The turf maintenance operating unit referred to above can be a mowing unit, and is preferably a reel-type turf cutting unit.
The steering cutting unit joint of the present invention can permit "rolling" of the cutting unit relative to the lift arm.
Preferably, the yaw resisting force produced by the resilient component is insufficient to materially hinder yawing of the turf maintenance operating unit when it is in its operating position; but the yaw resisting force causes the turf maintenance operating unit to return to its normal or straight position once the turf maintenance operating unit is raised to its transport position.
Finally, a preferred embodiment would include a steering pin which can be selectively positioned within first and second aperture sets established by the snout and snout receiving means, wherein when the steering pin is positioned within the first set of apertures, steering is prevented, and wherein when the steering pin is positioned in the second set of steering pin apertures controlled steering is permitted.
Additional features of the invention are described herein.
The invention will be further described with reference to the Drawings, wherein:
FIG. 1 is a perspective view of a turf maintenance machine according to the invention;
FIG. 2 is an enlarged perspective view of a reel unit connected to a lift arm using a steering cutting unit joint in accordance with the invention;
FIG. 3 is an exploded perspective view of the steering cutting unit joint illustrated in FIG. 2;
FIG. 4A is a front elevational view of a reel-type cutting unit supported by a steering joint of a type generally reflective of the prior art, with the reel being in a tipped, transport position;
FIG. 4B is a front elevational view of a reel-type cutting unit supported by the steering cutting unit joint of FIG. 2, with the reel in a straight and level transport position;
FIG. 5 is an enlarged front elevational view of the steering cutting unit joint of FIG. 2;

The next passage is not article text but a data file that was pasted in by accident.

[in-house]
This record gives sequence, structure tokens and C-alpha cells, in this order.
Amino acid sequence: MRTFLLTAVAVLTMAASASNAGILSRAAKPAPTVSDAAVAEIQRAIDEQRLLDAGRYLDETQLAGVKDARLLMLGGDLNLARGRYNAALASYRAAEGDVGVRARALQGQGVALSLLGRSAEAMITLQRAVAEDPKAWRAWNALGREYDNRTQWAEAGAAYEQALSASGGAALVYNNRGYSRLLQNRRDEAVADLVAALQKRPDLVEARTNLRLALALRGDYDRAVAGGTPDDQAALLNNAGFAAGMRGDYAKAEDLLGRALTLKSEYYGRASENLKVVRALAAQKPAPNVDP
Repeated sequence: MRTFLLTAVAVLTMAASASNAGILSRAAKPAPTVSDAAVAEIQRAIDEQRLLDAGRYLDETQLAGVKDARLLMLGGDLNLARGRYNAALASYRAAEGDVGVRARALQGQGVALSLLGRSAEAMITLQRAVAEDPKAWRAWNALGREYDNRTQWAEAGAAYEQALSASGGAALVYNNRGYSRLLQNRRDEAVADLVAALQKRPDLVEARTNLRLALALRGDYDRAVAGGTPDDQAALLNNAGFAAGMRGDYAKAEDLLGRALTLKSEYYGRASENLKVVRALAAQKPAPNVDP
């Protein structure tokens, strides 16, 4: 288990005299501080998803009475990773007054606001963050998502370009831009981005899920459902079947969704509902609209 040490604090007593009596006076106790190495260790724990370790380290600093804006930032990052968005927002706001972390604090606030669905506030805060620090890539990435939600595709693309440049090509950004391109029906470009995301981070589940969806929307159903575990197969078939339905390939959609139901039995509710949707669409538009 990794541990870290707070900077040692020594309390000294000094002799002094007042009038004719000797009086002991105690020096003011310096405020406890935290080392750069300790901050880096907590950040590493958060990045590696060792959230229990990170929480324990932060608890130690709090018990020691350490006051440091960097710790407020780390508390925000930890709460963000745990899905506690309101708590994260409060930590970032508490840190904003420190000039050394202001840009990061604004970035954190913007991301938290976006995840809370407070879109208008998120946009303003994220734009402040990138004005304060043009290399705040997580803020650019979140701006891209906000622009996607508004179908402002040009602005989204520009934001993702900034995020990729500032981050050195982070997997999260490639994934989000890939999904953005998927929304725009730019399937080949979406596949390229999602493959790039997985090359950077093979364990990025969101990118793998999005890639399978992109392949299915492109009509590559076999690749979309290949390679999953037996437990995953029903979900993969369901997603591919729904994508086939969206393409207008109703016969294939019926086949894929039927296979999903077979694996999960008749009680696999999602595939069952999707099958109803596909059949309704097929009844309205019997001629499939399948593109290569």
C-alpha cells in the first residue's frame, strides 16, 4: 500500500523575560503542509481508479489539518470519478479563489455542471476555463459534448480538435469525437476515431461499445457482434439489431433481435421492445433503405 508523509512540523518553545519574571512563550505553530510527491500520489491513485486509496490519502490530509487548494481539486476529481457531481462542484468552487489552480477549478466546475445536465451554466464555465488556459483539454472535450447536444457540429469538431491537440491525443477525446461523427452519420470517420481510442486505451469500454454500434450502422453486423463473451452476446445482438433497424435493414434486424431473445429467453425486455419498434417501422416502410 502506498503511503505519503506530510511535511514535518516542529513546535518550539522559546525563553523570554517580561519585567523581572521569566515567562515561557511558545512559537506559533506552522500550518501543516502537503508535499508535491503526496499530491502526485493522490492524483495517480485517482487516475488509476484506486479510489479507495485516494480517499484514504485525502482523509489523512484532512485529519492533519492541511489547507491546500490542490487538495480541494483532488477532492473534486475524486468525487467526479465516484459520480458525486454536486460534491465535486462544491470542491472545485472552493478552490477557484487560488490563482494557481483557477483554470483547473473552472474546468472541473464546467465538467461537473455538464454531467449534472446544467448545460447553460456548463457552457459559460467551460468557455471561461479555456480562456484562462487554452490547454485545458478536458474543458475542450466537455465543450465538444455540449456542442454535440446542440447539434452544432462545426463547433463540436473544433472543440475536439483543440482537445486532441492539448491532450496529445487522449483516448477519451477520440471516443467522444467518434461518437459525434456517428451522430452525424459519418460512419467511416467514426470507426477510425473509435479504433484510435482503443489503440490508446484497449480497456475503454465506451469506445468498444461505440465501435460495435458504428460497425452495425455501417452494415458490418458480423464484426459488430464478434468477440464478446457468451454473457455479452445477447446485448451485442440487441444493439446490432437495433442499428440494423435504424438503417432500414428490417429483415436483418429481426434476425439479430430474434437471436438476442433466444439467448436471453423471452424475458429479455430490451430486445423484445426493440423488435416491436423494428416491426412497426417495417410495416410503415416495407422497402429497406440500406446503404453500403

FIG. 6 is an enlarged top plan view of the steering cutting unit joint of FIG. 2, with the cutting unit in its neutral or normal operating position;
FIG. 7 is an enlarged top plan view of the steering cutting unit joint of FIG. 2, with the cutting unit yawed about 15 degrees from the normal position; and
FIG. 8 is an exploded perspective view of an alternative pivot knuckle and related components.
Referring to the Drawings, wherein like reference numerals designate like parts and assemblies throughout the several views, FIG. 1 shows a perspective view of a preferred turf maintenance machine 10 according to the invention. Machine 10 is preferably a reel-type turf mower generally of the type represented by the Reelmaster® 5300 mower sold by The Toro Company, assignee herein; but those skilled in the art will appreciate that the present invention could be applied to other types of turf maintenance equipment. Mower 10 includes a traction vehicle 12 supported by a pair of front drive wheels 14 appropriately coupled through a transmission (not shown) to a prime mover (also not shown). A pair of rear steerable wheels 16 support the rearward end of vehicle 12.
Turf maintenance machine 10 can be used in a variety of turf maintenance capacities, e.g., mowing and dethatching. Hydraulically-powered tools are operatively connected to vehicle 12 for these purposes. A plurality of front tool-supporting lift arms 18a are pivotally connected to the front central portion of a frame 19 of vehicle 12. Similarly, a plurality of rear tool-supporting lift arms 18b are pivotally connected to the frame 19 of vehicle 12 proximate to its longitudinal mid-point. The front lift arms 18a are, in a preferred embodiment, actually pivotally coupled to a sub-frame sometimes called the tractor carrier frame. The rear lift arms 18b, by contrast, attach directly to the frame of traction vehicle 12, with similar pivot joints. The tractor carrier frame mainly facilitates manufactureability, and certainly all of the lift arms 18 could be attached directly to the main frame of the traction vehicle 12.